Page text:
My Lords, I must say that I wish that the good manners to which my noble friend has referred, and which certainly prevail in this House, had been more in evidence on that occasion. I entirely share his views about it and I should think that they are the views of almost everybody in the British Isles. As for my noble friend's specific supplementary questions, the University authorities were consulted at every stage about the visit and its desirability, and they certainly welcomed it, as I think did the people of Stirling. The University authorities were in early touch with the President of the Students' Association Council who, it is true, said that there was a certain amount of opposition among the students to the visit. This information was communicated at once to the Palace and it was under constant consideration by the University authorities, by the Stirling and Clackmannan police force and by the Commissioner of the Metropolitan Police, as well as by the Palace.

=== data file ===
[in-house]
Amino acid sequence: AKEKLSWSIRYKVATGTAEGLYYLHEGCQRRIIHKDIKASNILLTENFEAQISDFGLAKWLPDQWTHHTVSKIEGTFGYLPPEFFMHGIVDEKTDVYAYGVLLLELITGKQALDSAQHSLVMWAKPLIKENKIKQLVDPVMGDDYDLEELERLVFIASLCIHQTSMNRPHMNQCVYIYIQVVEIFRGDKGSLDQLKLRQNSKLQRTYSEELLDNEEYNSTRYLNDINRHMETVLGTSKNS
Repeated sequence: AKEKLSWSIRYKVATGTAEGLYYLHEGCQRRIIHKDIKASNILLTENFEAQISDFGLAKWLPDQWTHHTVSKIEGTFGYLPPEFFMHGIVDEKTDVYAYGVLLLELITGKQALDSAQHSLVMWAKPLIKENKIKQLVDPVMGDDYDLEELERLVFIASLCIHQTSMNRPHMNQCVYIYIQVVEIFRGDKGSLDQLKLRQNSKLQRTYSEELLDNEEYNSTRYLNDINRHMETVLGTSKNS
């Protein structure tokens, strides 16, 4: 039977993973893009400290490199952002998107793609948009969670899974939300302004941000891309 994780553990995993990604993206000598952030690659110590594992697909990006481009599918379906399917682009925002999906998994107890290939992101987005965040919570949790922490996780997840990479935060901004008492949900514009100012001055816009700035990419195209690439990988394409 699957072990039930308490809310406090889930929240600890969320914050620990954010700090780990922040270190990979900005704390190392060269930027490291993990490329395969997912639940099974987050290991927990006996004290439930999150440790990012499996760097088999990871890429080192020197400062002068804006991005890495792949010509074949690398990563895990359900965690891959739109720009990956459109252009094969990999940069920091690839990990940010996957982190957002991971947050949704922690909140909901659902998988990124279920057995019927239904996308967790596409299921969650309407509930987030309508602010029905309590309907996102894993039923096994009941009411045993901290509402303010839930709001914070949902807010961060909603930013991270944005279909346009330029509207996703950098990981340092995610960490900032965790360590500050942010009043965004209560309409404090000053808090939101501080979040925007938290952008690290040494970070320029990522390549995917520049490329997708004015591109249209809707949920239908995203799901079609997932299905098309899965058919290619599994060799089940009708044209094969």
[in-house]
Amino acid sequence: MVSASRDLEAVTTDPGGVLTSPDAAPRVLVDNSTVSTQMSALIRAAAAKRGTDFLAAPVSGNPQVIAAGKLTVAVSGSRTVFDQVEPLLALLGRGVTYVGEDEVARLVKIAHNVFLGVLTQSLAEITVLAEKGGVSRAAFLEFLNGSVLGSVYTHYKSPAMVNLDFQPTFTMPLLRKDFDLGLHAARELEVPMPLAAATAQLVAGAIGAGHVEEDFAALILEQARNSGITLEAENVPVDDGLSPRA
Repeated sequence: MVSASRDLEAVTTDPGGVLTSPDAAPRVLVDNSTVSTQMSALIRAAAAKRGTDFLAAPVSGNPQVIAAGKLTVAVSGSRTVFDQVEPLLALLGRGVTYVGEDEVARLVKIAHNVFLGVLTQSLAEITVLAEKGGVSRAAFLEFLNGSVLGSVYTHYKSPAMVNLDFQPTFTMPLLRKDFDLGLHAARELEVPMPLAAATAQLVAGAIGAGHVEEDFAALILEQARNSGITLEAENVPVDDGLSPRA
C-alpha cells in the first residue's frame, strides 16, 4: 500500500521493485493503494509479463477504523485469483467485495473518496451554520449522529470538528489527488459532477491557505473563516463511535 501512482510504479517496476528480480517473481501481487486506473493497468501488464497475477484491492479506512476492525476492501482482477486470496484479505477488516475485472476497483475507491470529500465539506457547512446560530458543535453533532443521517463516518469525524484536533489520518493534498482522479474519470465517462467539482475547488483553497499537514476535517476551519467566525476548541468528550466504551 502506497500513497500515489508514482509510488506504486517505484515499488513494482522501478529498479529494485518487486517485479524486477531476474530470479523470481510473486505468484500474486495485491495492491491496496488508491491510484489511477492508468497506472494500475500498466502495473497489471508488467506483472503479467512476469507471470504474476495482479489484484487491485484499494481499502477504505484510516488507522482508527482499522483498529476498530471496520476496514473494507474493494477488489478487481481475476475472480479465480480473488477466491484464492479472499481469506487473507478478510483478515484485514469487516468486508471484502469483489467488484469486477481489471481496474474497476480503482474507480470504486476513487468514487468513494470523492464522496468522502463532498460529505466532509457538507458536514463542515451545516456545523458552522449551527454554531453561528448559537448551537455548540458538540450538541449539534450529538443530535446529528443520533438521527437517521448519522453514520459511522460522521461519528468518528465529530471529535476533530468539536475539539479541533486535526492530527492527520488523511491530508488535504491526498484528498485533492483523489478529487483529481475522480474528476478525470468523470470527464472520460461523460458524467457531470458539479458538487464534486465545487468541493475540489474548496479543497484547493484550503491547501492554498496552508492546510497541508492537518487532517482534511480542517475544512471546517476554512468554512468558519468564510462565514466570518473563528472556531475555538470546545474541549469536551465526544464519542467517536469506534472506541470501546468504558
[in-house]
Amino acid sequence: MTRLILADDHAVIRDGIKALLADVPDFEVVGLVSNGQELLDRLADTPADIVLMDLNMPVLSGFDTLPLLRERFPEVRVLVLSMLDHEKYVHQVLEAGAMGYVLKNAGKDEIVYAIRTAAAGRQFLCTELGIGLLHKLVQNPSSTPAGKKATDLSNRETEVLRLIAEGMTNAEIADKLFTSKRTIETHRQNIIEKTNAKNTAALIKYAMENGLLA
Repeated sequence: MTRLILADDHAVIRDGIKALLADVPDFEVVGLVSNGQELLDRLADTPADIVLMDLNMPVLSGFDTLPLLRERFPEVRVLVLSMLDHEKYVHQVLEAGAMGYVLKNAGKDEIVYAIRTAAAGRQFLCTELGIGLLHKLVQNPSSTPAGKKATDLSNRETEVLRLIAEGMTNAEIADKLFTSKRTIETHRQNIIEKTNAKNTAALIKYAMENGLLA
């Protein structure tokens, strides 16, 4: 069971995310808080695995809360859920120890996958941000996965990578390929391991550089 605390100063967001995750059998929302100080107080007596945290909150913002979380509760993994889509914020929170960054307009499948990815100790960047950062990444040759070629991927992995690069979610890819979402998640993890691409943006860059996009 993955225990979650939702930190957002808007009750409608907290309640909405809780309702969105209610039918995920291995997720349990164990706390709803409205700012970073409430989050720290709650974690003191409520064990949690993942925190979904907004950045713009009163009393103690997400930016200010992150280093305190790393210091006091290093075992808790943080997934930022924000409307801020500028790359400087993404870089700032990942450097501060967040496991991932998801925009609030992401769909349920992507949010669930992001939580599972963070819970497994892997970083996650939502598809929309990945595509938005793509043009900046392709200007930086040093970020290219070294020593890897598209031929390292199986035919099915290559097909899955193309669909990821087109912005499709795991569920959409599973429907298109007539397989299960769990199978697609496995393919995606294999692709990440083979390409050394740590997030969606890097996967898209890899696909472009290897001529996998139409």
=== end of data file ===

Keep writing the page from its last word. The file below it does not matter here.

The University authorities, I am informed, did their best, and were very largely successful, in ensuring that a wide degree of support was manifested for the Queen's visit; and that support was in fact in evidence throughout the greater part of her visit. The rowdies were at the back and they may have been making the noise, but those who warmly welcomed Her Majesty were at the front, and I think it is plain that it was only a very small, if extremely disagreeable, minority who were indulging in this unruly behaviour on that occasion. Nevertheless, it is right to say that the Queen was subjected to some very disagreeable behaviour. I have, however, been in touch with the Palace to-day, and I am glad to say that Her Majesty has said she was not unduly concerned by what happened to her. She dealt with the situation bravely and in her usual sound and splendid fashion.